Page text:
“Mean Creek” follows egotistical (and foul-mouthed) young boys who lure the local playground bully out on a boating trip to take revenge on him for his brutality. But the more time they spend with him, the more they feel pangs of conscience and pity. This painfully realistic account culminates in a clash between a desire to make peace and one boy’s determination to make the troubled youngster pay. (Available on DVD in January.)

“Hero” is an astonishingly beautiful martial arts epic about the “warring states” period of Chinese history, in which a conquering king dodges the assassination attempts of those who resist his oppression. While the film tends to glorify Chinese imperialism, it also explores timeless questions about the consequences of violent dispute and the need to overcome grudges and differences with grace. As Beijing and Taiwan currently suffer a bitter division, this is a timely, and controversial, tale. (Available on DVD.)

“The Story of the Weeping Camel” focuses on a Mongolian family who suffer a crisis while raising livestock in the Gobi Desert. When a camel rejects her own newborn calf, viewers feel the little one’s despair. But the Mongols know a secret solution — so they summon a music teacher from the city. What transpires is nearly miraculous, and it speaks volumes about the mysterious power of beauty and art to re-orient us toward what is right. In a movie for the whole family, we’re reminded that those who dwell on “whatever is excellent, whatever is worthy of praise,” open themselves to the reconciling influence of the Creator who can bring together what has been torn in two. (Available on DVD in January.)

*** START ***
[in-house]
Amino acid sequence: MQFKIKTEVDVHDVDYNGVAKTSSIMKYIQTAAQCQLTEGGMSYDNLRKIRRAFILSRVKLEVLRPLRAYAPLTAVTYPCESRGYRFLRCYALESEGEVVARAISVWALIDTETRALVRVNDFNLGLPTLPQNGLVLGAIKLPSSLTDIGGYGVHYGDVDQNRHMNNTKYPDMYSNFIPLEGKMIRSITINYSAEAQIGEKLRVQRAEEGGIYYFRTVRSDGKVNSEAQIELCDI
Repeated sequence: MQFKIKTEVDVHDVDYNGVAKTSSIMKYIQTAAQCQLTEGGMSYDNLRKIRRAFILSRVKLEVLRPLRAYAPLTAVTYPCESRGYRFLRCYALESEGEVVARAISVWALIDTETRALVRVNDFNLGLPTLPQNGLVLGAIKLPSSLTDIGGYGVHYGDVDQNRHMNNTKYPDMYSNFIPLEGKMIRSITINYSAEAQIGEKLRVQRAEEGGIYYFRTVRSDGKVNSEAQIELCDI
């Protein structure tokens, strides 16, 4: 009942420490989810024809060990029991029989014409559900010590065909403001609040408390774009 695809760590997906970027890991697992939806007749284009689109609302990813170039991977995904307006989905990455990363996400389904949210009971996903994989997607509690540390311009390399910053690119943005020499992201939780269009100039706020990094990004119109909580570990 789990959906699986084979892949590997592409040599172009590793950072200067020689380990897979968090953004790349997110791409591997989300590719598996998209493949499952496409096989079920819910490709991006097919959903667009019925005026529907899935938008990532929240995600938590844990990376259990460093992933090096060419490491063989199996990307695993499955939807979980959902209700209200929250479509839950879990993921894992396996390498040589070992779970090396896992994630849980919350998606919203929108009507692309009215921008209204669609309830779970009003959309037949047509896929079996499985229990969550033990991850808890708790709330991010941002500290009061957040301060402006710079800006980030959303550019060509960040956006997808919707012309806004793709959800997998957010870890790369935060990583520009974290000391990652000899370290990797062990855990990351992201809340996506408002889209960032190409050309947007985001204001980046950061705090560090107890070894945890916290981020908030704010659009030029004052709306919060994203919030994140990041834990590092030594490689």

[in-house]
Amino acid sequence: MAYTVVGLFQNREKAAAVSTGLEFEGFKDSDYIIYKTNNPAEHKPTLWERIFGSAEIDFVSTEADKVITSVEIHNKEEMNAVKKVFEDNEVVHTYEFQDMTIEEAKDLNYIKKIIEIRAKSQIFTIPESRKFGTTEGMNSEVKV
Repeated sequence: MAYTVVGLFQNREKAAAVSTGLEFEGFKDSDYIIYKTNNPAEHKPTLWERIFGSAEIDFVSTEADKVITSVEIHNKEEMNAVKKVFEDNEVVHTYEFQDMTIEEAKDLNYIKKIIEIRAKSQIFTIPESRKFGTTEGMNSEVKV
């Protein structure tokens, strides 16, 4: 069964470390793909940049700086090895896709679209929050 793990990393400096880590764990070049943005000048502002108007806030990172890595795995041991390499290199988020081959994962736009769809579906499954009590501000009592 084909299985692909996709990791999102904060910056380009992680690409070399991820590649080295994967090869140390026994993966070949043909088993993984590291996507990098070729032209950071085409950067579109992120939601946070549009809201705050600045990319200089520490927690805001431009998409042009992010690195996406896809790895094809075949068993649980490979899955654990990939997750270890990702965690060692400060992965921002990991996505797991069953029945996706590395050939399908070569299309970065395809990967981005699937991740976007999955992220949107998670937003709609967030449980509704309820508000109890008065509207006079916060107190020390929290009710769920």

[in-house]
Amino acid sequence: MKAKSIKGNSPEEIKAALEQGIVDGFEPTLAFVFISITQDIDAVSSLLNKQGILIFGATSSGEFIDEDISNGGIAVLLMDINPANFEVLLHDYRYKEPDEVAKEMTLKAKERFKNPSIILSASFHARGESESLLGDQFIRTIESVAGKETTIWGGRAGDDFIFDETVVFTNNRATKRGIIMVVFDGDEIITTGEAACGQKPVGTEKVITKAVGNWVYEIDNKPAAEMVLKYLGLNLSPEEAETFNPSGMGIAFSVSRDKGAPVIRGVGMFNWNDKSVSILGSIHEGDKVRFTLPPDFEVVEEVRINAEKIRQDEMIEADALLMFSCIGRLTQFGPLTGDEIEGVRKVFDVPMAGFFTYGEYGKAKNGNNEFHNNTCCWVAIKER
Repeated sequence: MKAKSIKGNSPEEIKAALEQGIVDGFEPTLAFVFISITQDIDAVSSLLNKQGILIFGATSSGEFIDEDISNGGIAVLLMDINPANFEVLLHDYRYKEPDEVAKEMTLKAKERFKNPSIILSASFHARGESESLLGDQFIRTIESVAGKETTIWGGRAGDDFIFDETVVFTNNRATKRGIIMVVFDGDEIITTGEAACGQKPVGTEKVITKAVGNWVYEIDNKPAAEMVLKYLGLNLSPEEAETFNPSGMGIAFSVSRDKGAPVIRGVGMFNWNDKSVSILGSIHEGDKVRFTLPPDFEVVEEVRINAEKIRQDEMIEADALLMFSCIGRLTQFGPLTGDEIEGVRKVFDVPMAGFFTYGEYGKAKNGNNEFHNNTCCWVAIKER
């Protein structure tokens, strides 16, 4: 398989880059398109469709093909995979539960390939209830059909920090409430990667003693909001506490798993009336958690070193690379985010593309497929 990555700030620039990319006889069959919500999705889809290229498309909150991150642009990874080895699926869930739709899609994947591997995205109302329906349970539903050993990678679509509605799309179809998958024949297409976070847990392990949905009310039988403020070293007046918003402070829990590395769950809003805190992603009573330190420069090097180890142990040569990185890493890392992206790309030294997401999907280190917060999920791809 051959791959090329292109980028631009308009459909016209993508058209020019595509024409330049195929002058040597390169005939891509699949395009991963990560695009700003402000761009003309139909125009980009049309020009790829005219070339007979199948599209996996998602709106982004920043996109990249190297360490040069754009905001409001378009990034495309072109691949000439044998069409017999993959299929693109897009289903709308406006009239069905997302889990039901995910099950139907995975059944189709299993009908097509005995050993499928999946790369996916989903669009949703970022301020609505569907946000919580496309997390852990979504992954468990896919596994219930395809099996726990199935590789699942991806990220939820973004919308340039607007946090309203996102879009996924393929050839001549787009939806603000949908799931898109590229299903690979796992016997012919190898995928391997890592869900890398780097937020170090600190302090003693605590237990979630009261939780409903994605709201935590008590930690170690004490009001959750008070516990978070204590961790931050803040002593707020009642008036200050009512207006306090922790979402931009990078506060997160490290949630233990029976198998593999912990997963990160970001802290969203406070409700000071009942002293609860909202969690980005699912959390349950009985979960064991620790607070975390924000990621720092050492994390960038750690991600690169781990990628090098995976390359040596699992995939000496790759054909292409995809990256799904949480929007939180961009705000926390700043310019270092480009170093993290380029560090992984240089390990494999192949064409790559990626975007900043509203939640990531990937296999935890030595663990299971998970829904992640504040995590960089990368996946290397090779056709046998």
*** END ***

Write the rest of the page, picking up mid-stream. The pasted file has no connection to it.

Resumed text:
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From the President
In 2000, Seattle Pacific intensified its commitment to racial reconciliation. Is it possible, asks Philip Eaton, for SPU to discover ways to tear down walls that divide?

In Trust for the Future
Charitable trusts are benefiting students and donors. One couple, in fact, has seen their trust provide income for them, while supporting student scholarships. [Campaign]

Zorn to Largent
Sarah Zorn and Kramer Largent have teamed up as Falcons, showing the same competitive spirit as their famous NFL fathers. [Campus]

A Fabulous Time to Be Alive
Astronomy is revealing never-before-seen wonders. “We are in the process of discovering a God far greater than we’ve ever imagined,” says Professor Emeritus Karl Krienke. [Faculty]

Putting a Face on Homelessness
Two young alums are at Seattle’s Bread of Life Mission, helping to restore lives — by replacing hopelessness with hope. [Alumni]

Mutual Inspiration
Falcon men’s and women’s soccer teams cheered each other on to success in 2004, as both teams continued the University’s tradition of being a national force in soccer. [Athletics]

My Response
For Sharon Hartnett, assistant professor of education, diversity reflects a piece of heaven on earth. “After all, heaven is a multicultural place,” she says.